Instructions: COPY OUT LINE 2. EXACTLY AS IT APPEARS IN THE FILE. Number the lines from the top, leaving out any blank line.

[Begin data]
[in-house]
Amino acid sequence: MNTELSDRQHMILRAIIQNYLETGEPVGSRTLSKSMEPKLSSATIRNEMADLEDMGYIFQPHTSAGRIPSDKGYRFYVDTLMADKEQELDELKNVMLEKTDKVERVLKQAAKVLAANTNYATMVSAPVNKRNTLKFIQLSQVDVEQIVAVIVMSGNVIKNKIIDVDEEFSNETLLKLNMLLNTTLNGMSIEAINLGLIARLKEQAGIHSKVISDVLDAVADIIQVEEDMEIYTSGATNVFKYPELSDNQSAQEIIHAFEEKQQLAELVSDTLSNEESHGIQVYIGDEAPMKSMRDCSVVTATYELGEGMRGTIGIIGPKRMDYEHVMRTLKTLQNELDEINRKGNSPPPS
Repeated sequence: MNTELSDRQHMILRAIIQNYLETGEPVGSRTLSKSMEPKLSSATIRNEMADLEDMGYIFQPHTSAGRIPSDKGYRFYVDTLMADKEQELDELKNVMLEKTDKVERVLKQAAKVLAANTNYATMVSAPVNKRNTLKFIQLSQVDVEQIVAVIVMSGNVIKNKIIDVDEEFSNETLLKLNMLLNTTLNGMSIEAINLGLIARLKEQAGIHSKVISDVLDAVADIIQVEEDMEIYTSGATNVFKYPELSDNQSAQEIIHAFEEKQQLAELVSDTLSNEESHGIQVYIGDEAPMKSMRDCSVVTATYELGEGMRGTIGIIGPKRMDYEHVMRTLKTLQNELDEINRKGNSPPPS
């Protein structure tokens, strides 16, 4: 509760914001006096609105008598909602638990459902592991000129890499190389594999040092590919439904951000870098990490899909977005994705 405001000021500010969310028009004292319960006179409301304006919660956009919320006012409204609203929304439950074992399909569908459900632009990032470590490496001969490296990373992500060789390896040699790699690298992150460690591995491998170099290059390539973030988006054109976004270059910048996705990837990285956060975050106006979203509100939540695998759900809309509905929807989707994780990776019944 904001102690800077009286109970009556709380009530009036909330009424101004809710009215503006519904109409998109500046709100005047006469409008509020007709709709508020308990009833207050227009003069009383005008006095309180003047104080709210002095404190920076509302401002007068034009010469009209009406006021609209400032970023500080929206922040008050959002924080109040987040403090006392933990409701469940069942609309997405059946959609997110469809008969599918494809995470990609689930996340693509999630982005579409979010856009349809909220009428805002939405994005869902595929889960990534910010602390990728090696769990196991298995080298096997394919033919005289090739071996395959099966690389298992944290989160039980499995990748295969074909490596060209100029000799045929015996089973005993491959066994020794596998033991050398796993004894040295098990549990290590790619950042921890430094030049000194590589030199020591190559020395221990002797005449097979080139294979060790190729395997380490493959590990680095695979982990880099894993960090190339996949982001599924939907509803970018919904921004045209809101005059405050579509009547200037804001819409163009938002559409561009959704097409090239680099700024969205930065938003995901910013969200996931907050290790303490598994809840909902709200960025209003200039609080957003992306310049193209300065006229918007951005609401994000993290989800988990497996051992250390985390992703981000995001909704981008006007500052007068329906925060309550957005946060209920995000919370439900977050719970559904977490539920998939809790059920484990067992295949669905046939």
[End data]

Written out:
Amino acid sequence: MNTELSDRQHMILRAIIQNYLETGEPVGSRTLSKSMEPKLSSATIRNEMADLEDMGYIFQPHTSAGRIPSDKGYRFYVDTLMADKEQELDELKNVMLEKTDKVERVLKQAAKVLAANTNYATMVSAPVNKRNTLKFIQLSQVDVEQIVAVIVMSGNVIKNKIIDVDEEFSNETLLKLNMLLNTTLNGMSIEAINLGLIARLKEQAGIHSKVISDVLDAVADIIQVEEDMEIYTSGATNVFKYPELSDNQSAQEIIHAFEEKQQLAELVSDTLSNEESHGIQVYIGDEAPMKSMRDCSVVTATYELGEGMRGTIGIIGPKRMDYEHVMRTLKTLQNELDEINRKGNSPPPS